Australian Prime Minister Julia Gillard has suffered a severe blow to her plan to send asylum-seekers to Malaysia. Ms. Gillard was trying to pass legislation in parliament to allow this under Australian law, but she was forced to withdraw the bill after it became clear she would not get enough votes.
Ms. Gillard's asylum policy has been in crisis since Australia's High Court ruled that sending refugees to Malaysia was unlawful. Under the "Malaysia swap" plan, Australia would have sent 800 asylum-seekers who arrived by boat on to Malaysia for processing. Australia would have received 4,000 refugees already certified by the United Nations in return, over four years.
But at the end of August, the court ruled that Malaysia did not offer enough protection to refugees under domestic and international law. Malaysia has yet to sign a key UN refugee convention on the issue.
The court judgment also effectively ruled out sending asylum seekers to Papua New Guinea, something Australian officials had been discussing with the PNG government.
A successful vote in parliament would have allowed Ms. Gillard's government to go ahead with the planned refugee swap despite the legal challenge, by amending Australia's migration law to give the government power to send asylum-seekers to an "offshore processing country". The only obligation in choosing that destination would be that it was “in the national interest”.
Ms. Gillard's supporters had hoped to secure victory on the bill, after narrowly passing equally controversial legislation on a carbon tax earlier this week.
But Tony Crook, a conservative independent whose vote Ms. Gillard had been depending on to back the asylum-seeker bill, announced yesterday that he could not back the Malaysia swap plan on humanitarian grounds.
The opposition similarly withheld its support, saying Australia should only send refugees to countries that have signed the UN refugee convention.
Rather than face certain defeat, Ms. Gillard's cabinet had no choice but to withdraw the bill. Ms. Gillard leads a minority government; they do not have enough votes to pass legislation in parliament by themselves.
“This is bloody-mindedness from the Prime Minister,” opposition immigration spokesman Scott Morrison said, “the Government’s mess is one of its own making.”
Report: Australian PM Julia Gillard drops Malaysia asylum plan [BBC News, 13 Oct 2011]
Report: Asylum Seekers to Be Handled in Australia in Gillard Setback [Bloomberg, 13 Oct 2011]
Analysis: Snatching defeat from victory [The Economist, 13 Oct 2011]
In the meantime, the government says it will process more asylum seekers arriving by boat in the community to stop an expected increase in numbers overloading the immigration detention system.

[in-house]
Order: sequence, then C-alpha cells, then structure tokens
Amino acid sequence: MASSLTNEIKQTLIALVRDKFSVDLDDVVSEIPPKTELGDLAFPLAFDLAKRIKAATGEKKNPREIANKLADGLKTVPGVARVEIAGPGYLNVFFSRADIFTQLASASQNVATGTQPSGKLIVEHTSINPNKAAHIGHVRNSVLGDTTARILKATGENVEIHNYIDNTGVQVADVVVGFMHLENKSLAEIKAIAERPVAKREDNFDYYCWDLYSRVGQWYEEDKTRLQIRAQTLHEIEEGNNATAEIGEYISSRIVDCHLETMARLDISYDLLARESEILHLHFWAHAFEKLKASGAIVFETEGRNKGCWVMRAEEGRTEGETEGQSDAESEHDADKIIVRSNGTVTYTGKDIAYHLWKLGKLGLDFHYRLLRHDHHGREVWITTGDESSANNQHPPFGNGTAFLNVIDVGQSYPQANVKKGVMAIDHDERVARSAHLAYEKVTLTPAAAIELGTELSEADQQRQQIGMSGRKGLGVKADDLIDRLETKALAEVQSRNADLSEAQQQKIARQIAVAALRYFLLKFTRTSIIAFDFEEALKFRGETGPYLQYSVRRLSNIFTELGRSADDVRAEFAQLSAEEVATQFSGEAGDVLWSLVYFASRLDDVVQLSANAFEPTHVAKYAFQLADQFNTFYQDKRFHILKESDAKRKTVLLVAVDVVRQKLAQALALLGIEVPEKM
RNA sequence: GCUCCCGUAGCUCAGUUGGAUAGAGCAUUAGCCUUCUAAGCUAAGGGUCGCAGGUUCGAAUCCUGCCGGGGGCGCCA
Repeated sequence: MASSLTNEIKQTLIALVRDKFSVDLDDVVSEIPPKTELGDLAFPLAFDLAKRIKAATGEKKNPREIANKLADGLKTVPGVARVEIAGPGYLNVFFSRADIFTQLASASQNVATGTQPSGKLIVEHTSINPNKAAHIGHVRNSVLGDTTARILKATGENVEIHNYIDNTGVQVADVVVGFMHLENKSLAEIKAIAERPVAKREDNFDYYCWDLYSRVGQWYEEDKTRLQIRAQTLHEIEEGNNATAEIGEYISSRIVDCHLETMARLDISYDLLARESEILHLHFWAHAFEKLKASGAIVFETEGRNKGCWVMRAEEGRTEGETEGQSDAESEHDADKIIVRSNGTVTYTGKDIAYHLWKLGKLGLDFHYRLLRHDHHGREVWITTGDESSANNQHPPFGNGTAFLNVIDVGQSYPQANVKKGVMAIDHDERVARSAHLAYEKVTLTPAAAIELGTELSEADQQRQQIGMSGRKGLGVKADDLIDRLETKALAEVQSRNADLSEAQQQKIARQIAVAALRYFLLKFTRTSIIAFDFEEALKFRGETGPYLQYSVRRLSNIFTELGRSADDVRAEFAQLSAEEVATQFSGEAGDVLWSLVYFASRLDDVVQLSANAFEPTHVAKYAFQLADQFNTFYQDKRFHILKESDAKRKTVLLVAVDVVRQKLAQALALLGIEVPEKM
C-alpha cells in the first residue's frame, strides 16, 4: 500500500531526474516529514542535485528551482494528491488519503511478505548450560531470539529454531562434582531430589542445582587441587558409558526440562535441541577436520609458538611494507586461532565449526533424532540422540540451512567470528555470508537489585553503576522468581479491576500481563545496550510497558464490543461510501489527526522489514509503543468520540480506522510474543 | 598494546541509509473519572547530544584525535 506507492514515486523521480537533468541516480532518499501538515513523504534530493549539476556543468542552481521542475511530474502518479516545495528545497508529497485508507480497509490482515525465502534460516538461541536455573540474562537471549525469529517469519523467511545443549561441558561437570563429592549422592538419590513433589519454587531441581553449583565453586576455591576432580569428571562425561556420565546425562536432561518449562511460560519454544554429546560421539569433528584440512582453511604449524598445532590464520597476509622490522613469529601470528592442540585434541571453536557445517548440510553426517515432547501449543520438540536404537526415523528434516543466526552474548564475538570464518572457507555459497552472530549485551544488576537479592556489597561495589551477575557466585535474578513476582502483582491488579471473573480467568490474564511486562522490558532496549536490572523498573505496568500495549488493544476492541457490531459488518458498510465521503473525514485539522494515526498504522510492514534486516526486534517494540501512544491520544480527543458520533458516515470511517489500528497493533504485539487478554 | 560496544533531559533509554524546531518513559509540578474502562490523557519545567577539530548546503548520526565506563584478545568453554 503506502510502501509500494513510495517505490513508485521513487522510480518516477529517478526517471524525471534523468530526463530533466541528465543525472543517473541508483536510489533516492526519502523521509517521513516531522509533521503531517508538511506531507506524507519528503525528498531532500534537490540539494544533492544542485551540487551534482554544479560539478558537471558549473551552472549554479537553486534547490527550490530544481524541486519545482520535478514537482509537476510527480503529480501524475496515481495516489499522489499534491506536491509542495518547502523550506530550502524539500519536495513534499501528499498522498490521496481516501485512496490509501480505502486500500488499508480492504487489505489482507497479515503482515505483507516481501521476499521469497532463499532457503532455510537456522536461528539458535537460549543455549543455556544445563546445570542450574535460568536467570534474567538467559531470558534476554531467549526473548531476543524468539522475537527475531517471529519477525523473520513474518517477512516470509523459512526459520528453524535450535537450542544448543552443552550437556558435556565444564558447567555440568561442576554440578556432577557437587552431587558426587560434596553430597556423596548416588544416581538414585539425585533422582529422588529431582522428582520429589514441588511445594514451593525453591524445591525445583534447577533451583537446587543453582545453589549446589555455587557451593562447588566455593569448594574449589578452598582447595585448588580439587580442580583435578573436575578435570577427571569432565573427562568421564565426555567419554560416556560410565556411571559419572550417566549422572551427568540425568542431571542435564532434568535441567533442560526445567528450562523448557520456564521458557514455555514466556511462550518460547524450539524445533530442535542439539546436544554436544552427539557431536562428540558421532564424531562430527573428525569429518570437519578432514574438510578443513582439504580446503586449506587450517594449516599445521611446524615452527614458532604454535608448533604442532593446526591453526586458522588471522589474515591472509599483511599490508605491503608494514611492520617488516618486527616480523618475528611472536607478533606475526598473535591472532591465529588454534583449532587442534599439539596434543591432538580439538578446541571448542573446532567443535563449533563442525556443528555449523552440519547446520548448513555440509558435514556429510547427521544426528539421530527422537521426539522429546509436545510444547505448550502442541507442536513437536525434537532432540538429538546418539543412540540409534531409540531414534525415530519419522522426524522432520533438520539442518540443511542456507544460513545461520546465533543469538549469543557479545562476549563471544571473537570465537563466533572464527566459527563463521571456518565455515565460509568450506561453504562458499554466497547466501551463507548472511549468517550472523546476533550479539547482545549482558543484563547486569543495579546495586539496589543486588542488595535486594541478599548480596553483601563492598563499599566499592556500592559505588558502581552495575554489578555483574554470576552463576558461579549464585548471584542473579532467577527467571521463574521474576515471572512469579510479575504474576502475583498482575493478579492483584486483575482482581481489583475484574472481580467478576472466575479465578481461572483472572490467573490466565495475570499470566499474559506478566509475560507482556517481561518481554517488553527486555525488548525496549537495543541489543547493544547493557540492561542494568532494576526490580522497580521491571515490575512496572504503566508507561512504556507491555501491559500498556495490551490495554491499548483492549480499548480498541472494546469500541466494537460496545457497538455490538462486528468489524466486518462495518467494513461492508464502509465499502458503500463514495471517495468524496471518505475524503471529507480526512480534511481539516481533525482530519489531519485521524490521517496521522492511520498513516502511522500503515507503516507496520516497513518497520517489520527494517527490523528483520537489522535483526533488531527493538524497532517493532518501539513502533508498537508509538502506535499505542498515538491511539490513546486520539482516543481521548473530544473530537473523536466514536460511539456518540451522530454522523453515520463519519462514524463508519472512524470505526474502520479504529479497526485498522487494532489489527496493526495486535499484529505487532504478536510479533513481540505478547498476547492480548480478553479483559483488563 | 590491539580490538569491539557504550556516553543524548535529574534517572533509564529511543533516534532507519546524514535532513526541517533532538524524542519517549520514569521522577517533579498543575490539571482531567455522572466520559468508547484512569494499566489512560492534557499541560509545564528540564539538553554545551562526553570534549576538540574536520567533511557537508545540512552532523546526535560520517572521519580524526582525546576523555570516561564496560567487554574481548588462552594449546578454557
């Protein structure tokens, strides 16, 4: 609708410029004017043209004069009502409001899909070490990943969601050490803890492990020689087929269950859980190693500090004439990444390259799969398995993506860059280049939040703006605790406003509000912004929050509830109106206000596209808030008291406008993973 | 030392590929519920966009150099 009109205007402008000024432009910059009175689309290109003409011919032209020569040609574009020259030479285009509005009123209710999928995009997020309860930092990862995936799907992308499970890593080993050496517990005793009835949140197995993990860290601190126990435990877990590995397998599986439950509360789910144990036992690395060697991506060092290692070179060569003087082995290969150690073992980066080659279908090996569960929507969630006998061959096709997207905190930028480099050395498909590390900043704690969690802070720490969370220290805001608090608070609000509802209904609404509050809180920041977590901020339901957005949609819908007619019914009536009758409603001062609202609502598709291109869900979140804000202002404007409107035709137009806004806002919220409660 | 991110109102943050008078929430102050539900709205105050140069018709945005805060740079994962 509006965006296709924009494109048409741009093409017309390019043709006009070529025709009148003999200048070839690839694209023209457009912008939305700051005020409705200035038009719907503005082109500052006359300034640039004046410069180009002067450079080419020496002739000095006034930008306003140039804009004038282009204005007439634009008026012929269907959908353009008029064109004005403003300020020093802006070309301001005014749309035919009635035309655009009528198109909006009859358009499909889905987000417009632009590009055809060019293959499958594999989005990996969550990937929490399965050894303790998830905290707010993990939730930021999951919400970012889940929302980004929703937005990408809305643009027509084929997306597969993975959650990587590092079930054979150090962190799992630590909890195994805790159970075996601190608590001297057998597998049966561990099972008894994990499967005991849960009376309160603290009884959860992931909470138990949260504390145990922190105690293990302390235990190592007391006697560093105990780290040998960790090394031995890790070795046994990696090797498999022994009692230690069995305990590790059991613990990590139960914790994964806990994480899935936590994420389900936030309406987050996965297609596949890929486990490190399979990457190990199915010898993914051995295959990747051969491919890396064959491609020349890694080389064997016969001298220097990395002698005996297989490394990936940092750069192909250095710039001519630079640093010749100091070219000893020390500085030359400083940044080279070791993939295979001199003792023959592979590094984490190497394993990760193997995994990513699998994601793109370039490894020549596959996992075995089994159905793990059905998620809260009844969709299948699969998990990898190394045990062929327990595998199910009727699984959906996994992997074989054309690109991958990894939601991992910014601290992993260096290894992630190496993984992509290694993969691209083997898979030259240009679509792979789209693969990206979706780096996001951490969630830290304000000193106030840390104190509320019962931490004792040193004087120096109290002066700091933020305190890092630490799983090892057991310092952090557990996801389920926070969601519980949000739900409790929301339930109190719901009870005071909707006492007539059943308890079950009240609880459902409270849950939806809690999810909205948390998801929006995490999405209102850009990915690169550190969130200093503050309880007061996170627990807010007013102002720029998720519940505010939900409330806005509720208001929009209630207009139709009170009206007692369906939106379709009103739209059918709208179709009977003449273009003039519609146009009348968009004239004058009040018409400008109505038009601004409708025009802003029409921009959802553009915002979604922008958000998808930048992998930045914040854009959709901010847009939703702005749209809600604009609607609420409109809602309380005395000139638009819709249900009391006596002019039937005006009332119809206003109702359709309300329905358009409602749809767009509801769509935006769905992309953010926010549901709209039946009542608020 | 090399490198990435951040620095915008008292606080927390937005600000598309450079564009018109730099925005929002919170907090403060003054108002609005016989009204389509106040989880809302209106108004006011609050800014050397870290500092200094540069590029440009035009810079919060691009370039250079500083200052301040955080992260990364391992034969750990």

Ms Gillard said the government was determined to maintain the mandatory detention system, where refugees arriving in Australia by boat must first stay in camps. Last year, some 6,535 people arrived in Australia seeking asylum. Up to August this year, Australia has seen some 36 boats carrying 2,183 people arrive on its shores.
As of the end of August, there were 4,427 people detained on the Australian mainland, with another 811 on Christmas Island.
At present, Australia has enough room to house another 2,400 refugees in its detention facilities, with another 2,100 places expected to open up by the end of the year.
Ms. Gillard insists she remains committed to the Malaysia swap plan, but admitted defeat on the issue.
“We believe it’s the best policy outcome for this country, that it would give the maximum deterrence effect, to deter people from getting on leaky boats and risking their lives,” she said, "[but] it's clear that the migration law of this country will not be amended, and as a result the government is not in a position now... to have asylum seekers processed in third countries."
However, the Australian opposition has pushed for the reopening of a processing centre on the island nation of Nauru, which just signed the UN refugee convention late last month.
Report: PM forced into retreat on asylum seeker plan [Sydney Morning Herald, 14 Oct 2011]
Malaysia has reacted with disappointment on the Australian decision, but said it would continue to work with Australia in finding new and effective ways of dealing with human trafficking even though the asylum swap deal is off.
“The arrangement between our governments would have tackled this in a way that would protect the interests of both Australia and Malaysia, and above all, the migrants involved," said a statement from Malaysia's Home Ministry.
“Building on the momentum established over the past few months, we will continue to work with Australia to deal with this 21st century trade in human misery."
The Malaysian Home Ministry said officials would explore options at an annual working group on smuggling and trafficking in Sydney next month.
Report: KL to work with Canberra on human trafficking [The Star, 14 Oct 2011]
Earlier this week, Ms. Gillard's government had been optimistic after passing a controversial bill for a carbon tax. The Clean Energy Bill 2011 narrowly passed in the lower house, and is now expected to be approved by the upper house.
The new carbon tax will force about 500 of the biggest polluters to pay for each tonne of carbon dioxide they emit. The tax is central to the government's strategy to combat climate change.
But Australia's opposition says the carbon tax will cause job losses and raise the cost of living. They have vowed to overturn the tax if elected in Australia's next polls set for 2013. Analysts say they have a fair chance of victory, given Ms. Gillard's approval rating is low.
Report: Australia parliament passes divisive carbon tax [BBC News, 12 Oct 2011]
Report: Australia's carbon tax plan passes biggest hurdle [Reuters, 12 Oct 2011]